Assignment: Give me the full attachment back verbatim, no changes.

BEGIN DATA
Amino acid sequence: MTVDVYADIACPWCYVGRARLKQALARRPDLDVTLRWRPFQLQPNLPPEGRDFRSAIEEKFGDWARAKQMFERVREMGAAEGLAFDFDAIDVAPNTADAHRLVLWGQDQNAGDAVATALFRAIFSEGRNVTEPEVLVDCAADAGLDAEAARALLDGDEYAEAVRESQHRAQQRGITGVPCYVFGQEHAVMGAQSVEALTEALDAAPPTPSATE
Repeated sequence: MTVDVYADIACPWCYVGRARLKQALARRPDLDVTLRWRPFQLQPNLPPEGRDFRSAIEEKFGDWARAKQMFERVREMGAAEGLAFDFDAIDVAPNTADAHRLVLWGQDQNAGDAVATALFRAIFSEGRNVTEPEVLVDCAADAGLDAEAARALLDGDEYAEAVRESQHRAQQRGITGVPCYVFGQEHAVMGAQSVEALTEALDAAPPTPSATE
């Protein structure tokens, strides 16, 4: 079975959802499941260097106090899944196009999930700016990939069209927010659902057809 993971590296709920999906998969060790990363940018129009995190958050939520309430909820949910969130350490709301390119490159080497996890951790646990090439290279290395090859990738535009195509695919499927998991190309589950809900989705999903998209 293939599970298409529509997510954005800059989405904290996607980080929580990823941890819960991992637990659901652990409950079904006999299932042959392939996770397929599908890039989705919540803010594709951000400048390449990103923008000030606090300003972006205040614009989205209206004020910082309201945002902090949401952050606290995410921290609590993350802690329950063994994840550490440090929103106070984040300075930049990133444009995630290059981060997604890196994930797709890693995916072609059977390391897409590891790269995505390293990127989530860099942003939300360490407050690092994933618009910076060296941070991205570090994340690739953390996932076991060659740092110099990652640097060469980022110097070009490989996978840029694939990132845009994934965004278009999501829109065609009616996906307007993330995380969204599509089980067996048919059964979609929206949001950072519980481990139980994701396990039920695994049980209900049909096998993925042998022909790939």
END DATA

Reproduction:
Amino acid sequence: MTVDVYADIACPWCYVGRARLKQALARRPDLDVTLRWRPFQLQPNLPPEGRDFRSAIEEKFGDWARAKQMFERVREMGAAEGLAFDFDAIDVAPNTADAHRLVLWGQDQNAGDAVATALFRAIFSEGRNVTEPEVLVDCAADAGLDAEAARALLDGDEYAEAVRESQHRAQQRGITGVPCYVFGQEHAVMGAQSVEALTEALDAAPPTPSATE
Repeated sequence: MTVDVYADIACPWCYVGRARLKQALARRPDLDVTLRWRPFQLQPNLPPEGRDFRSAIEEKFGDWARAKQMFERVREMGAAEGLAFDFDAIDVAPNTADAHRLVLWGQDQNAGDAVATALFRAIFSEGRNVTEPEVLVDCAADAGLDAEAARALLDGDEYAEAVRESQHRAQQRGITGVPCYVFGQEHAVMGAQSVEALTEALDAAPPTPSATE
């Protein structure tokens, strides 16, 4: 079975959802499941260097106090899944196009999930700016990939069209927010659902057809 993971590296709920999906998969060790990363940018129009995190958050939520309430909820949910969130350490709301390119490159080497996890951790646990090439290279290395090859990738535009195509695919499927998991190309589950809900989705999903998209 293939599970298409529509997510954005800059989405904290996607980080929580990823941890819960991992637990659901652990409950079904006999299932042959392939996770397929599908890039989705919540803010594709951000400048390449990103923008000030606090300003972006205040614009989205209206004020910082309201945002902090949401952050606290995410921290609590993350802690329950063994994840550490440090929103106070984040300075930049990133444009995630290059981060997604890196994930797709890693995916072609059977390391897409590891790269995505390293990127989530860099942003939300360490407050690092994933618009910076060296941070991205570090994340690739953390996932076991060659740092110099990652640097060469980022110097070009490989996978840029694939990132845009994934965004278009999501829109065609009616996906307007993330995380969204599509089980067996048919059964979609929206949001950072519980481990139980994701396990039920695994049980209900049909096998993925042998022909790939």